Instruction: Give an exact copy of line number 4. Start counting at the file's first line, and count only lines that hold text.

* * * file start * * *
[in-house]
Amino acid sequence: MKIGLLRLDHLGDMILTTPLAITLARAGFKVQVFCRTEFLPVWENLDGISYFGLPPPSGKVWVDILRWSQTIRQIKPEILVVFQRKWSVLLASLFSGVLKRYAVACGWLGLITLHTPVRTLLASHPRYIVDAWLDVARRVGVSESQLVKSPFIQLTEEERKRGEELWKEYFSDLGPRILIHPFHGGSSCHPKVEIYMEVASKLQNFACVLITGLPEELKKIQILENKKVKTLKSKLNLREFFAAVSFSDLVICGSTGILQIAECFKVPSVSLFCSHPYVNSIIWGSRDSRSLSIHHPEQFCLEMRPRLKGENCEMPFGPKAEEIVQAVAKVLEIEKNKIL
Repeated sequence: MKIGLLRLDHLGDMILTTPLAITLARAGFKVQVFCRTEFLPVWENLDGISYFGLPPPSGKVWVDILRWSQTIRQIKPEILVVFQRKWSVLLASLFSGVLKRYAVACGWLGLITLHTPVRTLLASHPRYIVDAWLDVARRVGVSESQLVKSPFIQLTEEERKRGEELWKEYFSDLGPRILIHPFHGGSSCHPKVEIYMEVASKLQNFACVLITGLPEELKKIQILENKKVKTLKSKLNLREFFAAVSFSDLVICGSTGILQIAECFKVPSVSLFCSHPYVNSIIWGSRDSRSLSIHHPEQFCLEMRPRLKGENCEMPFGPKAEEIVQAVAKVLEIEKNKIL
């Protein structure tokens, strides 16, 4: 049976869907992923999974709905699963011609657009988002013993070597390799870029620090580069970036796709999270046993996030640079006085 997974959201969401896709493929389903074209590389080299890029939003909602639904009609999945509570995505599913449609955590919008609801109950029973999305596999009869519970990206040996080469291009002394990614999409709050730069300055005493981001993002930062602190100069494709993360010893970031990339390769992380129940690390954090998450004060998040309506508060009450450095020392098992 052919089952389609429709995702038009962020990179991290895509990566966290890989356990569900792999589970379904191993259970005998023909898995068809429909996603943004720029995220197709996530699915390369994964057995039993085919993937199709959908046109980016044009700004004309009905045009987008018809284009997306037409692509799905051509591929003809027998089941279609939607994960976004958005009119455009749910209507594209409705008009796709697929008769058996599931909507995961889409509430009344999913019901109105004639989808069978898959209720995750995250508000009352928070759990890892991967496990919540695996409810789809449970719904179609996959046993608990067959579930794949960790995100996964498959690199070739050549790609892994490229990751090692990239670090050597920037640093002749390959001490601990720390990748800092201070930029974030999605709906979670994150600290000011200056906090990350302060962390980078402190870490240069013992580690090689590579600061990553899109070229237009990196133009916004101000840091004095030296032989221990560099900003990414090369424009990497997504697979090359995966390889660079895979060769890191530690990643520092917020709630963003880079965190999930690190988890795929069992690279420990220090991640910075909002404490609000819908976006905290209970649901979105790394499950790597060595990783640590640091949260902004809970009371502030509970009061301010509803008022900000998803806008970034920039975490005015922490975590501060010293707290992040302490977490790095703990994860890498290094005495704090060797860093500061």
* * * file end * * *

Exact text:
């Protein structure tokens, strides 16, 4: 049976869907992923999974709905699963011609657009988002013993070597390799870029620090580069970036796709999270046993996030640079006085 997974959201969401896709493929389903074209590389080299890029939003909602639904009609999945509570995505599913449609955590919008609801109950029973999305596999009869519970990206040996080469291009002394990614999409709050730069300055005493981001993002930062602190100069494709993360010893970031990339390769992380129940690390954090998450004060998040309506508060009450450095020392098992 052919089952389609429709995702038009962020990179991290895509990566966290890989356990569900792999589970379904191993259970005998023909898995068809429909996603943004720029995220197709996530699915390369994964057995039993085919993937199709959908046109980016044009700004004309009905045009987008018809284009997306037409692509799905051509591929003809027998089941279609939607994960976004958005009119455009749910209507594209409705008009796709697929008769058996599931909507995961889409509430009344999913019901109105004639989808069978898959209720995750995250508000009352928070759990890892991967496990919540695996409810789809449970719904179609996959046993608990067959579930794949960790995100996964498959690199070739050549790609892994490229990751090692990239670090050597920037640093002749390959001490601990720390990748800092201070930029974030999605709906979670994150600290000011200056906090990350302060962390980078402190870490240069013992580690090689590579600061990553899109070229237009990196133009916004101000840091004095030296032989221990560099900003990414090369424009990497997504697979090359995966390889660079895979060769890191530690990643520092917020709630963003880079965190999930690190988890795929069992690279420990220090991640910075909002404490609000819908976006905290209970649901979105790394499950790597060595990783640590640091949260902004809970009371502030509970009061301010509803008022900000998803806008970034920039975490005015922490975590501060010293707290992040302490977490790095703990994860890498290094005495704090060797860093500061």